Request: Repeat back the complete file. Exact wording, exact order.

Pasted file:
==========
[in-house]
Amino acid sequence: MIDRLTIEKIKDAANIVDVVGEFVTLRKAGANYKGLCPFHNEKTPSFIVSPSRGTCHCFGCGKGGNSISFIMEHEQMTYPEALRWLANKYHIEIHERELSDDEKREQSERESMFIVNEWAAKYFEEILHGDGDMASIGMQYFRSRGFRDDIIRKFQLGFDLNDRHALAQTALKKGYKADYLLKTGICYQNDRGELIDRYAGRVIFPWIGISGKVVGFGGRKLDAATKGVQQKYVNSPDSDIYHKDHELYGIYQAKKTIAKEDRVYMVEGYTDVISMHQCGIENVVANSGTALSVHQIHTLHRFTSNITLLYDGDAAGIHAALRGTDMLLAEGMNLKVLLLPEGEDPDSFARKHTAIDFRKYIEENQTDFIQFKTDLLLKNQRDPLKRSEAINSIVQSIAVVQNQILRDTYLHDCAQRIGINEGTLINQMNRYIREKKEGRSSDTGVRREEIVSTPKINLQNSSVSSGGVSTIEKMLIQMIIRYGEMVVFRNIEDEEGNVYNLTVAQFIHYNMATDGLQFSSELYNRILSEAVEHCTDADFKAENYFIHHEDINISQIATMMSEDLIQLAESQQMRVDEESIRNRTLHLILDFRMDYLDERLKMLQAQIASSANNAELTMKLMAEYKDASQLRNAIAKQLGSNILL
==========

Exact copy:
[in-house]
Amino acid sequence: MIDRLTIEKIKDAANIVDVVGEFVTLRKAGANYKGLCPFHNEKTPSFIVSPSRGTCHCFGCGKGGNSISFIMEHEQMTYPEALRWLANKYHIEIHERELSDDEKREQSERESMFIVNEWAAKYFEEILHGDGDMASIGMQYFRSRGFRDDIIRKFQLGFDLNDRHALAQTALKKGYKADYLLKTGICYQNDRGELIDRYAGRVIFPWIGISGKVVGFGGRKLDAATKGVQQKYVNSPDSDIYHKDHELYGIYQAKKTIAKEDRVYMVEGYTDVISMHQCGIENVVANSGTALSVHQIHTLHRFTSNITLLYDGDAAGIHAALRGTDMLLAEGMNLKVLLLPEGEDPDSFARKHTAIDFRKYIEENQTDFIQFKTDLLLKNQRDPLKRSEAINSIVQSIAVVQNQILRDTYLHDCAQRIGINEGTLINQMNRYIREKKEGRSSDTGVRREEIVSTPKINLQNSSVSSGGVSTIEKMLIQMIIRYGEMVVFRNIEDEEGNVYNLTVAQFIHYNMATDGLQFSSELYNRILSEAVEHCTDADFKAENYFIHHEDINISQIATMMSEDLIQLAESQQMRVDEESIRNRTLHLILDFRMDYLDERLKMLQAQIASSANNAELTMKLMAEYKDASQLRNAIAKQLGSNILL